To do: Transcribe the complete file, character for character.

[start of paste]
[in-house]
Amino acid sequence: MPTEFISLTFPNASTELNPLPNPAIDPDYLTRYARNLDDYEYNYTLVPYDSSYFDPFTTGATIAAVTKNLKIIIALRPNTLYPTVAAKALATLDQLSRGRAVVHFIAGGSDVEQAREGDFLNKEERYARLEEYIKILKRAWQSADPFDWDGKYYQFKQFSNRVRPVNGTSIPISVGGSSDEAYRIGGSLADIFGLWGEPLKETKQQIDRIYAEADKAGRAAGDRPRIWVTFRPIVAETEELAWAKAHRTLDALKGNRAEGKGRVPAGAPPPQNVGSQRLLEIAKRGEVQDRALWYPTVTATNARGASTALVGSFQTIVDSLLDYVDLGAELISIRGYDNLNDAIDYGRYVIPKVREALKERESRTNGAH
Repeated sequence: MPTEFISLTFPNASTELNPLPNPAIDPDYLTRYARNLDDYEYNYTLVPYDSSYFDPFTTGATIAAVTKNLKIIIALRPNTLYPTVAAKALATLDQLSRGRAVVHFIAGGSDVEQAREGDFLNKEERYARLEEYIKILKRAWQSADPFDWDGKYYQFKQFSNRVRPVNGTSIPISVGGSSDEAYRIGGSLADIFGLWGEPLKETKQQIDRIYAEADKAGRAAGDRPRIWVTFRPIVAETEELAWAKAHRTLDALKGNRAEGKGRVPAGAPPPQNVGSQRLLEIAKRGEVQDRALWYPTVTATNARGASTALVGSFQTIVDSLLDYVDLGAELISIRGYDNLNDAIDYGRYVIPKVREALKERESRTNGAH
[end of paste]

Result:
[in-house]
Amino acid sequence: MPTEFISLTFPNASTELNPLPNPAIDPDYLTRYARNLDDYEYNYTLVPYDSSYFDPFTTGATIAAVTKNLKIIIALRPNTLYPTVAAKALATLDQLSRGRAVVHFIAGGSDVEQAREGDFLNKEERYARLEEYIKILKRAWQSADPFDWDGKYYQFKQFSNRVRPVNGTSIPISVGGSSDEAYRIGGSLADIFGLWGEPLKETKQQIDRIYAEADKAGRAAGDRPRIWVTFRPIVAETEELAWAKAHRTLDALKGNRAEGKGRVPAGAPPPQNVGSQRLLEIAKRGEVQDRALWYPTVTATNARGASTALVGSFQTIVDSLLDYVDLGAELISIRGYDNLNDAIDYGRYVIPKVREALKERESRTNGAH
Repeated sequence: MPTEFISLTFPNASTELNPLPNPAIDPDYLTRYARNLDDYEYNYTLVPYDSSYFDPFTTGATIAAVTKNLKIIIALRPNTLYPTVAAKALATLDQLSRGRAVVHFIAGGSDVEQAREGDFLNKEERYARLEEYIKILKRAWQSADPFDWDGKYYQFKQFSNRVRPVNGTSIPISVGGSSDEAYRIGGSLADIFGLWGEPLKETKQQIDRIYAEADKAGRAAGDRPRIWVTFRPIVAETEELAWAKAHRTLDALKGNRAEGKGRVPAGAPPPQNVGSQRLLEIAKRGEVQDRALWYPTVTATNARGASTALVGSFQTIVDSLLDYVDLGAELISIRGYDNLNDAIDYGRYVIPKVREALKERESRTNGAH